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Stoma Care

Posted by Newstom, on Mon Mar 18, 2019 9:29 pm

i was wondering does everyone just get a stoma and a bag and go home and heal and take care of all our own? I wish there was a stoma nurse or someone i could ask a question, also I want to know if I have a little hernia. Where do you get your info?

Reply by Bagface, on Mon Mar 18, 2019 9:40 pm

When I got out of the hospital with my "new stoma"', I had visiting nurses come and teach me how to take care of it; emptying and changing the bag. It took several visits from the nurses to finally get the hang of it.

Reply by Past Member, on Tue Mar 19, 2019 5:29 am

They should certainly have stoma nurses that you can make an appointment with at the hospital where you had your surgery.  I'm sure you'll have a lot of questions that will need answering and I would think the hospital would have nurses you can make an appointment with in the surgery department.  I don't beleive any hospital would just discharge you and leave you on your own to deal with a stoma.  Please call your surgery dept.  and find out what they offer.  I can't believe they wouldn't offer any kind of follow-up care.  It's necessary.   

Reply by countyclare, on Tue Mar 19, 2019 12:03 pm

Your surgeon or other physician caring for you can refer you to an ostomy nurse or other ostomy professional for guidance and advice.

Ideally, you should have been set up with ongoing teaching/assistance after your surgery and prior to youe being discharged from the hospital.


Reply by Newstom, on Tue Mar 19, 2019 7:54 pm

I wasn't sure if they had stoma professionals/nurses. A call to he surgery department can't hurt! Thanks for replies. 

Reply by Ranger2705, on Wed Mar 20, 2019 9:51 pm

I had a stoma nurse visit me in the hospital before I was discharged. She set up the first order with the ostomy supply company that Kaiser Insurance uses. She showed me how to change bags and how to care for stoma. She also set up a follow up appointment to check on how it was healing. I would imagine it will be the same in your case. I would suggest doing a search on YouTube on ostomy care. Many videos that were very helpful to me. I pretty much knew how to do much of the things she went over.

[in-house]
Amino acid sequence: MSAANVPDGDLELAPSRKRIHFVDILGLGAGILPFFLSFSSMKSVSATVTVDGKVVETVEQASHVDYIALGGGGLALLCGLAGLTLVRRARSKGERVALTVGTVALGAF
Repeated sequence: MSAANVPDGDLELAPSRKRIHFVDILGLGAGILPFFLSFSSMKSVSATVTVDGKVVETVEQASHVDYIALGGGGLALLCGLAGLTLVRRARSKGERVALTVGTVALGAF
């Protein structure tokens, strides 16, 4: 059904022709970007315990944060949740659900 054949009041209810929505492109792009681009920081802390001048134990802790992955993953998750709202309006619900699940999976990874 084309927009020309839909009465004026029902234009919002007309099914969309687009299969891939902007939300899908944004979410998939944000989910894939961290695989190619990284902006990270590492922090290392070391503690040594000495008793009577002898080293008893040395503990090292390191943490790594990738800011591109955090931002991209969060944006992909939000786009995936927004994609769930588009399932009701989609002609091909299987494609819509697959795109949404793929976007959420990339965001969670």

Reply by NJ Bain, on Wed Mar 20, 2019 11:54 pm

Idealy, if it's a planned surgery, you would meet the stoma or ET nurse well before the surgery to give you an idea of what to expect.  Then after the surgery, he/she would assist you while in the hospital recovering and after you are discharged.  At least that was my experience.



Reply by Dunja, on Sat Mar 23, 2019 11:57 pm

I live in California & have had wonderful Ostomy    Nurses . The hosp. has one or some of my doctor’s clinics. Or it maybe a whole biz devoted to Ostomy Care. Also Byram is a wonderful co. They have given me wonderful instruction! I had wonderful nurse in Hosp . Then an independent instructor . Also we had an awesome support group thur my local Hosp . You could always start one too. I have done my care since second one of being one with "“Minzy”. ( Silly me thought if I gave her a pretty name it would be Inice since she does such a shitty job! Wrong!!! She has proven me wrong sooo many times.

Reply by Iskaheen, on Thu Mar 28, 2019 10:21 am

I had a Stoma nurse come out to my home and teach me how to deal with my bag and whatnot until she felt confident I was able to do it all by myself.

Reply by iMacG5, on Fri Mar 29, 2019 10:11 pm

Yup, Newstom.  What they all said!  You'll become proficient fairly quickly.  You'll improvise and, before you know it, you'll be advising others.  But a stoma nurse or WOCN is invaluable in the early stages because we're all different and an experienced practitioner can eliminate  or answer so many questions specific to you and your stoma.

These folks here have given you good advice.



Reply by Lits, on Tue Apr 02, 2019 4:29 pm

I was hooked up with the ostomy/wound nurse a week before the surgery and have had continued interaction with both her/and her part-time colleague.  This is a travesty if you've truly been left o your own. My best to you and hope this situation will improve.

Reply by HenryM, on Sun Jun 16, 2019 11:03 am
I can empathize, since I had my ileostomy surgery at age 21. It took awhile for me to heal psychologically. But, let me tell you, I'm now 76, I've had a full life, and you can do the same. If you have any questions, I'd be glad to try and answer them for you. HenryM
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